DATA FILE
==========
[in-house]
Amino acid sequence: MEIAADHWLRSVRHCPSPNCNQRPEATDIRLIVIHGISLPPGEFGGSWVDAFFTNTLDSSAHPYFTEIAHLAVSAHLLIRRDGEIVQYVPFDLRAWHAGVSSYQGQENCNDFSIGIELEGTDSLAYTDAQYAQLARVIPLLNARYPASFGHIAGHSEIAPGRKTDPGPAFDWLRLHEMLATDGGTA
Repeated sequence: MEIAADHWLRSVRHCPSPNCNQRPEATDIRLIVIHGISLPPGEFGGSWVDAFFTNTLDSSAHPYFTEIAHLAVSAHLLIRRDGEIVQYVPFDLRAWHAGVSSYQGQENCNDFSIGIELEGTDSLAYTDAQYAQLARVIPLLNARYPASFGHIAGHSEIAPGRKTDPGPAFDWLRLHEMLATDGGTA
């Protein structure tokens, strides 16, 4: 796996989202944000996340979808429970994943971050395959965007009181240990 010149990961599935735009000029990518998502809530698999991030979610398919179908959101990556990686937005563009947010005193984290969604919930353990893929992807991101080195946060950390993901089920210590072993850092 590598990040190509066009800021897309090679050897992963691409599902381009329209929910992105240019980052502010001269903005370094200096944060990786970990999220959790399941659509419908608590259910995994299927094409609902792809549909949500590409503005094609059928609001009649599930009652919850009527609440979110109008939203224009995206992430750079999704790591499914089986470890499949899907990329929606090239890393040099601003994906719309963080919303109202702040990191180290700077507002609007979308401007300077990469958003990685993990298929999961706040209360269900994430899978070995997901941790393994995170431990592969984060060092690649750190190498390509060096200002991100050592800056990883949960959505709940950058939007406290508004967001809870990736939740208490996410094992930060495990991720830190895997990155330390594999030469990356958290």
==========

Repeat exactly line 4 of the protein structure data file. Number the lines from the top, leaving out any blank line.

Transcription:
């Protein structure tokens, strides 16, 4: 796996989202944000996340979808429970994943971050395959965007009181240990 010149990961599935735009000029990518998502809530698999991030979610398919179908959101990556990686937005563009947010005193984290969604919930353990893929992807991101080195946060950390993901089920210590072993850092 590598990040190509066009800021897309090679050897992963691409599902381009329209929910992105240019980052502010001269903005370094200096944060990786970990999220959790399941659509419908608590259910995994299927094409609902792809549909949500590409503005094609059928609001009649599930009652919850009527609440979110109008939203224009995206992430750079999704790591499914089986470890499949899907990329929606090239890393040099601003994906719309963080919303109202702040990191180290700077507002609007979308401007300077990469958003990685993990298929999961706040209360269900994430899978070995997901941790393994995170431990592969984060060092690649750190190498390509060096200002991100050592800056990883949960959505709940950058939007406290508004967001809870990736939740208490996410094992930060495990991720830190895997990155330390594999030469990356958290």